Highly-rated front row prospect Will Vaughan wants to go from strength to strength after making his first team debut for Bath in their Anglo-Welsh win over London Irish in November 2017.
It was a significant milestone for Vaughan, who came on to replace Nick Auterac during the 22-26 victory at the Madejski Stadium.
“It was brilliant - I loved every minute of it. Luckily I got enough time to prove myself as well, about 15 minutes,” said the young loosehead.
“It was really encouraging - Todd and the coaches are really pushing the young guys this season. They gave me my chance and I took it.”
His second appearance for the senior side came at the Liberty Stadium against Ospreys in February, as Bath marched into the Semi-Finals of the Anglo-Welsh Cup.
The former England under 18 says that the much-maligned competition is worth a great deal to young players on the rise like him.
The 21-year-old explained: “It’s more competitive. I love playing A League, but there isn’t the same level of competitiveness, whereas with the Anglo-Welsh we fought for something. We wanted a home Semi-Final and got it, which was absolutely brilliant.”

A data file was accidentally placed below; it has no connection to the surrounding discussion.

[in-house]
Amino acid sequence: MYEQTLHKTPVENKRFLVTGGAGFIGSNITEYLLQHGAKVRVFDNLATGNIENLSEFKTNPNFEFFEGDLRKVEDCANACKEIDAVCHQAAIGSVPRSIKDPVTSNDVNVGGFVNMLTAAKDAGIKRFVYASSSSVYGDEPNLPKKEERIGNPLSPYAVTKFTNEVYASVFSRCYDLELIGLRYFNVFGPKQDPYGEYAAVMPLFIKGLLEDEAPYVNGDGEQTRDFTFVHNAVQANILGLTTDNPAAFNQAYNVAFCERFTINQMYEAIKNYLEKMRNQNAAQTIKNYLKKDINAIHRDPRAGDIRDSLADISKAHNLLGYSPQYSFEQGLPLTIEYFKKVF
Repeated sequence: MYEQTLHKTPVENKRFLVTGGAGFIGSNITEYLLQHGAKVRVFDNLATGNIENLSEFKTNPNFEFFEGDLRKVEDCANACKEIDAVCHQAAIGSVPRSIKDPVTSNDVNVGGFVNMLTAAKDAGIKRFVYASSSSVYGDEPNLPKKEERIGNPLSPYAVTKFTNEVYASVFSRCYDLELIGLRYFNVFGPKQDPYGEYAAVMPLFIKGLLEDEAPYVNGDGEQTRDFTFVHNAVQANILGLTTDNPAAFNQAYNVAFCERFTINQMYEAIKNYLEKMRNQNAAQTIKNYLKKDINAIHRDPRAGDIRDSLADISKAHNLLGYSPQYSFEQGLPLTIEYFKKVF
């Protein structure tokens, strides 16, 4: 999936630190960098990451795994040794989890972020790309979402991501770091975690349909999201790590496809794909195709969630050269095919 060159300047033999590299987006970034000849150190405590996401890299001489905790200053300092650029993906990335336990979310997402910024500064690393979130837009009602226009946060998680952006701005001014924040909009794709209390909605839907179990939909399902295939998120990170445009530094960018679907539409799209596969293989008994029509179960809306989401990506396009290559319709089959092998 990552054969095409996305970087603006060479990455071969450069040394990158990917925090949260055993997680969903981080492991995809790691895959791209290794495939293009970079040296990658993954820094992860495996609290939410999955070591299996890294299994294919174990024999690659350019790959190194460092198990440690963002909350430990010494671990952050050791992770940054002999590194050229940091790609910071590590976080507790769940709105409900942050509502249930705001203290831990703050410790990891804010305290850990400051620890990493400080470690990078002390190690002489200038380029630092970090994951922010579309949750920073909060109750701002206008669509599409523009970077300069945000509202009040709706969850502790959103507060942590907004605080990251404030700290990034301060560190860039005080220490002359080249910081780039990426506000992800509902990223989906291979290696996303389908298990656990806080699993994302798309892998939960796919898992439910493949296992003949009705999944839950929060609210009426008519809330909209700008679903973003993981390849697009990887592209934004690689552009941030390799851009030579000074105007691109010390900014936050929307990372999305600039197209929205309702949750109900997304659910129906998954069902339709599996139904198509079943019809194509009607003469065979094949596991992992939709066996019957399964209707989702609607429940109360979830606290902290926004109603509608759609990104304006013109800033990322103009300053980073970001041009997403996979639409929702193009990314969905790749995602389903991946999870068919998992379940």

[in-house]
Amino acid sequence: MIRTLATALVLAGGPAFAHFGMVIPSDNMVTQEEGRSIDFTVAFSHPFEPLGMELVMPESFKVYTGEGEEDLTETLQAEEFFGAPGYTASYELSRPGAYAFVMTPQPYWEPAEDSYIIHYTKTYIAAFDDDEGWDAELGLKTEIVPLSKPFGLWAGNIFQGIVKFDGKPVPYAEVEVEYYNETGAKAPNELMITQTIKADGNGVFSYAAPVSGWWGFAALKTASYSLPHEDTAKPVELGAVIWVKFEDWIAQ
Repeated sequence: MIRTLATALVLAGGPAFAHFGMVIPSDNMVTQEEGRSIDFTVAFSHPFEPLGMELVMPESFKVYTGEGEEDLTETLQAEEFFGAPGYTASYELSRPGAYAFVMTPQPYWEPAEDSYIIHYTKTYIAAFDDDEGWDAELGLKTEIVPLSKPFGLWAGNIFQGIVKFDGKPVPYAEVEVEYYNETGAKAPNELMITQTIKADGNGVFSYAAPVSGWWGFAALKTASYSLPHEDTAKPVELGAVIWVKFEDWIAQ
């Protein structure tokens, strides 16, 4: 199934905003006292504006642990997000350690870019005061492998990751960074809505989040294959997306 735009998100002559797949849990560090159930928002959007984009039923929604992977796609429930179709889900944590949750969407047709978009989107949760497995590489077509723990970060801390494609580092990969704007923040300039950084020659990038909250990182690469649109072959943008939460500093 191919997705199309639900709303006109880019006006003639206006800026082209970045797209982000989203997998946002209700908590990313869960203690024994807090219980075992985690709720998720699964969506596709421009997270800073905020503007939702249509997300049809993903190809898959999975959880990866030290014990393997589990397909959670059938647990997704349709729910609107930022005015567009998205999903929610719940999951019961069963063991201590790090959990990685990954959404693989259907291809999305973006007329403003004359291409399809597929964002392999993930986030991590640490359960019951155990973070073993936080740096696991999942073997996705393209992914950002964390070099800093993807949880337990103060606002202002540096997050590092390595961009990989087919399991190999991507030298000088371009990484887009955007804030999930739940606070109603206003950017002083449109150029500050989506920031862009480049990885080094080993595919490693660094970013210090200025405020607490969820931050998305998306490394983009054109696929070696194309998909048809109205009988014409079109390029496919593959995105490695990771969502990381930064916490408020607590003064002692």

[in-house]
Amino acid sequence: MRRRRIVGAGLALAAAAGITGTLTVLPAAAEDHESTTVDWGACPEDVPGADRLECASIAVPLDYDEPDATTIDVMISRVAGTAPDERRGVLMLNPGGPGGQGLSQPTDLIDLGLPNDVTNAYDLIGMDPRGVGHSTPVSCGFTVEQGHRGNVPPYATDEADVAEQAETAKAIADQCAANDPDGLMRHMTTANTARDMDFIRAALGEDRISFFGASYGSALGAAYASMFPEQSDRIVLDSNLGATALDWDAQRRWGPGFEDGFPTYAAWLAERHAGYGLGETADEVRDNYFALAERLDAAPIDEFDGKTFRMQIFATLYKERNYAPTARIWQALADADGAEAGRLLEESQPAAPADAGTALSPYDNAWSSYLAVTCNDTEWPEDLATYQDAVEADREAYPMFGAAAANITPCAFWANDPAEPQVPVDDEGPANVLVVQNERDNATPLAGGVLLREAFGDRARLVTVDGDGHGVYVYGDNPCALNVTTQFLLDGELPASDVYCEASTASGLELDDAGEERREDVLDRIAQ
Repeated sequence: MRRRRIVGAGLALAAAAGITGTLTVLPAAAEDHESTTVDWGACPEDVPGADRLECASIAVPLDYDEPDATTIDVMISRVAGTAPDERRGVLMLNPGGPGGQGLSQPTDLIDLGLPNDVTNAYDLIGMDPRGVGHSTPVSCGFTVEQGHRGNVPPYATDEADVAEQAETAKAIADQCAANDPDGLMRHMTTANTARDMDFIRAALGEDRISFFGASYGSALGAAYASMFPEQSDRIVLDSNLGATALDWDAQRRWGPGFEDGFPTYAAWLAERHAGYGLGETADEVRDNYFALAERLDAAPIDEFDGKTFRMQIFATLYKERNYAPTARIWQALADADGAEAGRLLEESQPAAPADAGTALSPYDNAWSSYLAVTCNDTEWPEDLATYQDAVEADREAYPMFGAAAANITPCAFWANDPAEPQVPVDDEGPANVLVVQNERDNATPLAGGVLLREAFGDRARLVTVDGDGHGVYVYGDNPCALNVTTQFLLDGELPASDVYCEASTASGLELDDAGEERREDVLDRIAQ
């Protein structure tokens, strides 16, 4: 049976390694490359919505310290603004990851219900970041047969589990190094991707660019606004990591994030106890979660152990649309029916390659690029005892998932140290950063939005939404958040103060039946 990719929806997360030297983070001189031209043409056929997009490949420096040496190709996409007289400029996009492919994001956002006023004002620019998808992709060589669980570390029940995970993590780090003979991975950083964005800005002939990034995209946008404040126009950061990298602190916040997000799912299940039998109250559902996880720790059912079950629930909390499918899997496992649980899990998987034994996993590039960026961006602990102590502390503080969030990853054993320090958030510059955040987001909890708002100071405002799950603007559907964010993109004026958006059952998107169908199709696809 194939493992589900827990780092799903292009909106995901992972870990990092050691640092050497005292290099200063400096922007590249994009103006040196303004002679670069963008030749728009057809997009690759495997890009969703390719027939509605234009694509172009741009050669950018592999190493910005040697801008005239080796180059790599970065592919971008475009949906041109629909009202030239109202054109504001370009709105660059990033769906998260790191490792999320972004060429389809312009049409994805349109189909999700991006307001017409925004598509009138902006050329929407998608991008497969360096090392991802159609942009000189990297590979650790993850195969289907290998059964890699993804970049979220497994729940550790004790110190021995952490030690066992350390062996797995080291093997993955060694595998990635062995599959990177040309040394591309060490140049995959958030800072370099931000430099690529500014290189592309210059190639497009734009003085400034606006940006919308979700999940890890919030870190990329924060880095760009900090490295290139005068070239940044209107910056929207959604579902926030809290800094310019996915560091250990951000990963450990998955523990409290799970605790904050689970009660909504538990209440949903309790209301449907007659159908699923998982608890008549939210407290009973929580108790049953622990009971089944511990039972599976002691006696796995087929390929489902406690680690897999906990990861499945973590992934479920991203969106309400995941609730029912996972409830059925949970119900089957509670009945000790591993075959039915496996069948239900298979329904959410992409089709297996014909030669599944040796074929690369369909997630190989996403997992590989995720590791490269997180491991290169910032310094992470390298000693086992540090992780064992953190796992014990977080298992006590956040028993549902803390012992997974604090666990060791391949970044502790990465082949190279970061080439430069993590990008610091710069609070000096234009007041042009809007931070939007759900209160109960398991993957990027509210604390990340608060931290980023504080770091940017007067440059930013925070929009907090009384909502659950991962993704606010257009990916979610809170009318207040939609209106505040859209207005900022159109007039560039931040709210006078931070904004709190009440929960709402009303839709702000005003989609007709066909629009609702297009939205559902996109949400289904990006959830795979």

Versatility is key in the professional game and Vaughan certainly boasts a good hand in those terms having transitioned from the back row. He played number eight before he was selected for England, who drafted him into the front row.
“I was a number eight until I was 16. Then England picked me as a prop,” he chuckled.
“I didn’t have much experience playing in that position and they chucked me in at the deep end.
“From then on I realised that being a prop wasn’t as easy as I’d initially thought it was going to be! To me it’s quite simple - get your head in where other people don’t want to and just push!”
Jesting aside, Vaughan agrees that the ball skills and mobility demanded of the front row these days are more familiar with his formative years and he is well set as a result.
“I love scrummaging and the set piece but learning that stuff is just as fun and interesting to me as well. Being an ex-number eight I do have those type of skills - perhaps they aren’t as prevalent as they are with some other players,” he admitted.
“Don’t get me wrong - it’s still a huge part of the game for me.”
The upcoming Prop says he enjoys the challenge of pitting himself against some fearsome exponents of the front row art in training.
“You’re packing down in training against the likes of Anthony Perenise or Shaun Knight, and you think this is a tough place to learn!” he said.
“Lucas Noguera Paz is brilliant. He’s very clever and he’s learnt the language very quickly. It’s great learning from him and everyone else. We don’t talk too much about scrums but we don’t really need to. You’ve got to look and learn when you’re working but for me, that’s the best way.”